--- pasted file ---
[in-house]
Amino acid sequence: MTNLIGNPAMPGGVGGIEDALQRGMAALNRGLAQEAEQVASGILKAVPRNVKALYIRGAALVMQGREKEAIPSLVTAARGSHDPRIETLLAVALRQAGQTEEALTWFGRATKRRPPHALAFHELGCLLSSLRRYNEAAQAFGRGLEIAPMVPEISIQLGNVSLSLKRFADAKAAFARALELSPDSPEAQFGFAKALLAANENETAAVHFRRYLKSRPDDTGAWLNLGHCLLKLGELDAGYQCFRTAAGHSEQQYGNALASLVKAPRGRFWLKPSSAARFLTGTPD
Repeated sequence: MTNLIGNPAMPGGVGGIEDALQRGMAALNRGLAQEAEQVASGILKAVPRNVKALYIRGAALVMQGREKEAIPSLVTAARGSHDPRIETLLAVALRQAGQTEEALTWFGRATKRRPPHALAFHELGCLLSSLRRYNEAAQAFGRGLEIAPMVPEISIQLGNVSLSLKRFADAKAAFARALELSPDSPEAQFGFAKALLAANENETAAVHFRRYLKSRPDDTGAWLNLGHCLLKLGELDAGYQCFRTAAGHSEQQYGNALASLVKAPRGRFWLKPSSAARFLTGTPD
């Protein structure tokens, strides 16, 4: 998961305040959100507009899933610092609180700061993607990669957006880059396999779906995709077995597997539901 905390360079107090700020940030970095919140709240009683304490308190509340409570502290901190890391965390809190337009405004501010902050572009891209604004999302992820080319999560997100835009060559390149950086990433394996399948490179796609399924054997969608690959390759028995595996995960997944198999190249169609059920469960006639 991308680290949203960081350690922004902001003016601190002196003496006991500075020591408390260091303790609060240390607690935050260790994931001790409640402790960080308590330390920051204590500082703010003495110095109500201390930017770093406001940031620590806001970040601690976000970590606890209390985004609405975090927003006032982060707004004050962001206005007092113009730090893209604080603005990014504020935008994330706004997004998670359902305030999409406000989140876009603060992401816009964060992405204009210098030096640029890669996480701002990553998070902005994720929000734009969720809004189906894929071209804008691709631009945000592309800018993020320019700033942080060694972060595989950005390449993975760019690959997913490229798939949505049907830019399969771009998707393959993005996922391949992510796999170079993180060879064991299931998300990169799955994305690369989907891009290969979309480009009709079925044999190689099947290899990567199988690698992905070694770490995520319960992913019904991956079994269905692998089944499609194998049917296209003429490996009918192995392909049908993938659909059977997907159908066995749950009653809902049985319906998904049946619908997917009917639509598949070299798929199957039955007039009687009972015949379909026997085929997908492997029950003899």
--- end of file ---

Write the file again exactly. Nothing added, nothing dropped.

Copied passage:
[in-house]
Amino acid sequence: MTNLIGNPAMPGGVGGIEDALQRGMAALNRGLAQEAEQVASGILKAVPRNVKALYIRGAALVMQGREKEAIPSLVTAARGSHDPRIETLLAVALRQAGQTEEALTWFGRATKRRPPHALAFHELGCLLSSLRRYNEAAQAFGRGLEIAPMVPEISIQLGNVSLSLKRFADAKAAFARALELSPDSPEAQFGFAKALLAANENETAAVHFRRYLKSRPDDTGAWLNLGHCLLKLGELDAGYQCFRTAAGHSEQQYGNALASLVKAPRGRFWLKPSSAARFLTGTPD
Repeated sequence: MTNLIGNPAMPGGVGGIEDALQRGMAALNRGLAQEAEQVASGILKAVPRNVKALYIRGAALVMQGREKEAIPSLVTAARGSHDPRIETLLAVALRQAGQTEEALTWFGRATKRRPPHALAFHELGCLLSSLRRYNEAAQAFGRGLEIAPMVPEISIQLGNVSLSLKRFADAKAAFARALELSPDSPEAQFGFAKALLAANENETAAVHFRRYLKSRPDDTGAWLNLGHCLLKLGELDAGYQCFRTAAGHSEQQYGNALASLVKAPRGRFWLKPSSAARFLTGTPD
């Protein structure tokens, strides 16, 4: 998961305040959100507009899933610092609180700061993607990669957006880059396999779906995709077995597997539901 905390360079107090700020940030970095919140709240009683304490308190509340409570502290901190890391965390809190337009405004501010902050572009891209604004999302992820080319999560997100835009060559390149950086990433394996399948490179796609399924054997969608690959390759028995595996995960997944198999190249169609059920469960006639 991308680290949203960081350690922004902001003016601190002196003496006991500075020591408390260091303790609060240390607690935050260790994931001790409640402790960080308590330390920051204590500082703010003495110095109500201390930017770093406001940031620590806001970040601690976000970590606890209390985004609405975090927003006032982060707004004050962001206005007092113009730090893209604080603005990014504020935008994330706004997004998670359902305030999409406000989140876009603060992401816009964060992405204009210098030096640029890669996480701002990553998070902005994720929000734009969720809004189906894929071209804008691709631009945000592309800018993020320019700033942080060694972060595989950005390449993975760019690959997913490229798939949505049907830019399969771009998707393959993005996922391949992510796999170079993180060879064991299931998300990169799955994305690369989907891009290969979309480009009709079925044999190689099947290899990567199988690698992905070694770490995520319960992913019904991956079994269905692998089944499609194998049917296209003429490996009918192995392909049908993938659909059977997907159908066995749950009653809902049985319906998904049946619908997917009917639509598949070299798929199957039955007039009687009972015949379909026997085929997908492997029950003899």